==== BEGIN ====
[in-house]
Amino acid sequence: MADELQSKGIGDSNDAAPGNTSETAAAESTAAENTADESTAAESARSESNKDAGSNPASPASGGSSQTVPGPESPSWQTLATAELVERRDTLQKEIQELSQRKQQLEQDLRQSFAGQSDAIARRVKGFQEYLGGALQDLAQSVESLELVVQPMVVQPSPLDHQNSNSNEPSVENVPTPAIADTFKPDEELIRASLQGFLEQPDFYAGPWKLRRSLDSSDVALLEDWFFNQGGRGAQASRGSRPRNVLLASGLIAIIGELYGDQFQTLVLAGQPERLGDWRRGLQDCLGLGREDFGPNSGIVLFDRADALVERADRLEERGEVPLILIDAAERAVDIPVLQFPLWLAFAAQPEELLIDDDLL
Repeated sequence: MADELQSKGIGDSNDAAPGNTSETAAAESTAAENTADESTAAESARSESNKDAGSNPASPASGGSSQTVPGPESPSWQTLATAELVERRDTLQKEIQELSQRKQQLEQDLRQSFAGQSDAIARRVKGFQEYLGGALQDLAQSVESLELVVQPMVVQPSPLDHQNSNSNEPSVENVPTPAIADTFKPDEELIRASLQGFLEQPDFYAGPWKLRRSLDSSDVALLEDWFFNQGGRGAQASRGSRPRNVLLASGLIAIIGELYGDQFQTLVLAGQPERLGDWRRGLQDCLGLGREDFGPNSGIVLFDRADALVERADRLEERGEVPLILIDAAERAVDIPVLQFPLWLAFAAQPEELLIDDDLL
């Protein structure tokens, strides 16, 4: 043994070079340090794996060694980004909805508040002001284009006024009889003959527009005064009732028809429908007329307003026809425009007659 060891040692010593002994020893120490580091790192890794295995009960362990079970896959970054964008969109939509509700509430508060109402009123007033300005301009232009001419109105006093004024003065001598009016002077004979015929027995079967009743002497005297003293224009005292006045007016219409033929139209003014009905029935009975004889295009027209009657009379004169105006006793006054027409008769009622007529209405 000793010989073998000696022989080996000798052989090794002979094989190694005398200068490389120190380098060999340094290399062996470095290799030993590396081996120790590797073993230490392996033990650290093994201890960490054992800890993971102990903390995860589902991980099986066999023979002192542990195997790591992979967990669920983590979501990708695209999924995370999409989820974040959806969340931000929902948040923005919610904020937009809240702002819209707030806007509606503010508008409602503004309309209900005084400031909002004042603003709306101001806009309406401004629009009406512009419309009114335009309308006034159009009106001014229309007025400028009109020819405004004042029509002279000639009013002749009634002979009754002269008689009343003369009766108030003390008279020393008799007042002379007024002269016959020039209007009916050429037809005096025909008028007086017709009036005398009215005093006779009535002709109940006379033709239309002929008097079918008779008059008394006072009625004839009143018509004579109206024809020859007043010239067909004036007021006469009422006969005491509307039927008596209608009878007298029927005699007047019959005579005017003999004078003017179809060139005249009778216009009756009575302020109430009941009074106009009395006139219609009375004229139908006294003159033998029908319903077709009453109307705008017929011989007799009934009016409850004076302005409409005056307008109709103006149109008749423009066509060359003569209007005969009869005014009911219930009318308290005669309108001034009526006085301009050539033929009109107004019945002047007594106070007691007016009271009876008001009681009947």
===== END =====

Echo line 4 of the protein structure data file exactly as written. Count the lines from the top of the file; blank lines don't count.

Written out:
């Protein structure tokens, strides 16, 4: 043994070079340090794996060694980004909805508040002001284009006024009889003959527009005064009732028809429908007329307003026809425009007659 060891040692010593002994020893120490580091790192890794295995009960362990079970896959970054964008969109939509509700509430508060109402009123007033300005301009232009001419109105006093004024003065001598009016002077004979015929027995079967009743002497005297003293224009005292006045007016219409033929139209003014009905029935009975004889295009027209009657009379004169105006006793006054027409008769009622007529209405 000793010989073998000696022989080996000798052989090794002979094989190694005398200068490389120190380098060999340094290399062996470095290799030993590396081996120790590797073993230490392996033990650290093994201890960490054992800890993971102990903390995860589902991980099986066999023979002192542990195997790591992979967990669920983590979501990708695209999924995370999409989820974040959806969340931000929902948040923005919610904020937009809240702002819209707030806007509606503010508008409602503004309309209900005084400031909002004042603003709306101001806009309406401004629009009406512009419309009114335009309308006034159009009106001014229309007025400028009109020819405004004042029509002279000639009013002749009634002979009754002269008689009343003369009766108030003390008279020393008799007042002379007024002269016959020039209007009916050429037809005096025909008028007086017709009036005398009215005093006779009535002709109940006379033709239309002929008097079918008779008059008394006072009625004839009143018509004579109206024809020859007043010239067909004036007021006469009422006969005491509307039927008596209608009878007298029927005699007047019959005579005017003999004078003017179809060139005249009778216009009756009575302020109430009941009074106009009395006139219609009375004229139908006294003159033998029908319903077709009453109307705008017929011989007799009934009016409850004076302005409409005056307008109709103006149109008749423009066509060359003569209007005969009869005014009911219930009318308290005669309108001034009526006085301009050539033929009109107004019945002047007594106070007691007016009271009876008001009681009947």